Bibliomancy-inspired thoughts about perception and meaning

How do our own expectations shape what we perceive as reality? How do we give meaning to the things we're presented with? As usual, I don't know, but I'm ready to speculate wildly.

A digital drawing of fly agaric mushrooms, with the crescent moon and stars in the background.

How do our own expectations shape what we perceive as reality? How do we give meaning to the things we're presented with? As usual, I don't know, but I'm ready to speculate wildly.

Perception and reality

In the latest Weird Words writing group (the first one I've attended), we did some bibliomancy-inspired writing. When I came up with a few sentences through bibliomancy (method described below), it felt like they were clear reflections of my mental state; they told straightforward stories about my day.

But how much of that was chance and synchronicity, and how much of it was my own interpretation? That got me thinking about the experience of perceiving paranormal things in general. We see things through the lens of our own thoughts. Perception and reality are two liquids easily combined, oat milk and vanilla[^1], one flavoring the other to the point that you can't distinguish either of them.

Bibliomancy Method

The specific process I used to come up with a writing prompt—inspired by Liminal Earth's bibliomancy experiments—was:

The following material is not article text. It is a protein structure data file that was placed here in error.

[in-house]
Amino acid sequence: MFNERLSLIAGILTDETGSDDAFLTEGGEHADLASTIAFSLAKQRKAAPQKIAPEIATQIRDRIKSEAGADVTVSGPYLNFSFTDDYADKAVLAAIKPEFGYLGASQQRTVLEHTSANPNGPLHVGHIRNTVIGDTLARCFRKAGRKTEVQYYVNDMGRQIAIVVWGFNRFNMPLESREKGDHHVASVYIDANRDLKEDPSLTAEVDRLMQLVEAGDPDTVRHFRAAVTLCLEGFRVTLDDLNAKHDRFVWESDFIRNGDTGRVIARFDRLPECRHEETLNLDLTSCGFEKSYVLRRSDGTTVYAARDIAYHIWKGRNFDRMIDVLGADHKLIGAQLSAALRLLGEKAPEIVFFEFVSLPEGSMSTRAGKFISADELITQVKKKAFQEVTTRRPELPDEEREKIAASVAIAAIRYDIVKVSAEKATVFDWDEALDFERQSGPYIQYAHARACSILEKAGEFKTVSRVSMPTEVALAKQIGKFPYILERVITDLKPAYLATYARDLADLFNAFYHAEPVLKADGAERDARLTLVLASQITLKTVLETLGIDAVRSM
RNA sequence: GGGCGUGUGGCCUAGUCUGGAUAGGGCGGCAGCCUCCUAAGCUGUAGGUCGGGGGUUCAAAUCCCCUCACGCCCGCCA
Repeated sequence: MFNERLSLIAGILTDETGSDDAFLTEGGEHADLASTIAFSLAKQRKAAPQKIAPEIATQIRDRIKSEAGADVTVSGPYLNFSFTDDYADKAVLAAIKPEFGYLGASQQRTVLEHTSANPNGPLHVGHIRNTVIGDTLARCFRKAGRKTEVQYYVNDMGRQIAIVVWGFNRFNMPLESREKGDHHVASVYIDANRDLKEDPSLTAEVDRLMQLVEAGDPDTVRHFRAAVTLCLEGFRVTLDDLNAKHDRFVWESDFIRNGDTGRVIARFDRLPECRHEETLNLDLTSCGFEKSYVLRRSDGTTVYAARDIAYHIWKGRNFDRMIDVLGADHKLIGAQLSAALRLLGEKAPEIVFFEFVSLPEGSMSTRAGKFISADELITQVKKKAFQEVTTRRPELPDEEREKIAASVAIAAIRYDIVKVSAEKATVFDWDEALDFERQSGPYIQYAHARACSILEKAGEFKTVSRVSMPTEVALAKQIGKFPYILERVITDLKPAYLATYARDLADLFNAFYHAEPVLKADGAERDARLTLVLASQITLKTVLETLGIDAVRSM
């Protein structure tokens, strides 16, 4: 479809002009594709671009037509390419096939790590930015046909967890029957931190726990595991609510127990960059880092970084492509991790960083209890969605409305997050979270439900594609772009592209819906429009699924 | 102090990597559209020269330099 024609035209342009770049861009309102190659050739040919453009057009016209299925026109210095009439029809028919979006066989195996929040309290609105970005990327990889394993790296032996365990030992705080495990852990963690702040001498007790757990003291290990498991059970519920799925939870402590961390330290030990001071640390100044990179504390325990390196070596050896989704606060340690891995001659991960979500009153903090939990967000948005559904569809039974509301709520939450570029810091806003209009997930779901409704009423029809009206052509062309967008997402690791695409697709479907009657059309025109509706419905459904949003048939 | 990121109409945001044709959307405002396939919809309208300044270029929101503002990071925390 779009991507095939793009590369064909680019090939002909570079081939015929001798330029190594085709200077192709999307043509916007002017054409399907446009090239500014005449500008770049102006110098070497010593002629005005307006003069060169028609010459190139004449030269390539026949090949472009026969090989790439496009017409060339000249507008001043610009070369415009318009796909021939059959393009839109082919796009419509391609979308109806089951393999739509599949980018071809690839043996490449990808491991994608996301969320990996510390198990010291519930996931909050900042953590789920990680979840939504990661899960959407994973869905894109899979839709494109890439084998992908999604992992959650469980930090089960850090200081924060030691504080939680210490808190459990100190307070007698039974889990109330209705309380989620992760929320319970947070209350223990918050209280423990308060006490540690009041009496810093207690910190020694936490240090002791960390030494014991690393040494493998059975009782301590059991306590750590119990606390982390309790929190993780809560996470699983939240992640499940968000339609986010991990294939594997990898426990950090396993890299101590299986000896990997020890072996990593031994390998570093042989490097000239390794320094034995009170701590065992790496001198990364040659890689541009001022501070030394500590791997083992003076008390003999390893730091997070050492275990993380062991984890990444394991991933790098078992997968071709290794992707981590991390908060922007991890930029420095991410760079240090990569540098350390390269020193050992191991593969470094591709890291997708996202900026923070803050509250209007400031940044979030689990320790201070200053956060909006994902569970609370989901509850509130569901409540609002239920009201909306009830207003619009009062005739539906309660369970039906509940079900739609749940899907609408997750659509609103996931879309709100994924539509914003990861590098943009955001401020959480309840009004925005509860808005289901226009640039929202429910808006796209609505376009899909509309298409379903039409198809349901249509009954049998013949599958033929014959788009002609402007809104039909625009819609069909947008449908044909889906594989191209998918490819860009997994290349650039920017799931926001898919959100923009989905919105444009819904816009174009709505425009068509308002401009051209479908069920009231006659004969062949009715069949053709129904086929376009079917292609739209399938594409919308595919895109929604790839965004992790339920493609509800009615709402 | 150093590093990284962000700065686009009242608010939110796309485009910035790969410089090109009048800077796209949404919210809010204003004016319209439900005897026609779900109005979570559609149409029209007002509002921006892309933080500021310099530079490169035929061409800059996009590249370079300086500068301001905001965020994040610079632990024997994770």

1. Roll two six-sided dice.
  2. Flip to the page indicated by the dice, using the first die as the first digit and the second die as the second digit. (So: roll a six and a three, go to page sixty-three.)
  3. Close your eyes and put your finger somewhere random on the page.
  4. Write down the word or words closest to your finger.
  5. Do this until you have something that feels like a sentence.
  6. If you have multiple books (like I did), switch to a new book for each sentence.

I've used a similar method for bibliomancy in paranormal investigating/divination (rather than writing). But that was before I had any dice, so I used a tarot deck to come up with the numbers. A regular deck of playing cards would work too, as would an online dice simulator. Basically, the only thing you need to try something similar is a book and something to generate numbers.

The original sentences

Here's what my bibliomancy yielded, unedited aside from punctuation that I added to help make it more readable. (Though of course the punctuation shapes the sentences.)

If possible, it's best to read them and then pause and see what they mean to you. That way, you can compare your own interpretation of the sentences with my own. That'll help you gather your own conclusions about whether I was projecting my own meaning onto these sentences based on what was on my mind, or whether there was something there that anyone might pick up and interpret in a similar way.

The sentences:

  1. Mushroom substrates, smaller rodents, then grayish brown—almost indistinguishable.
  2. Crow-sized, these forests through insects. What is vegetation?
  3. Clearly observed, she was practiced around Plymouth.
  4. Center myself. Her miracles—we are surprised.
  5. Researchers were Crookes, fascinating the UFO.
  6. More words, easy enough moments
  7. Would be, our believed. Good people.

These sentences came from these books, in this order: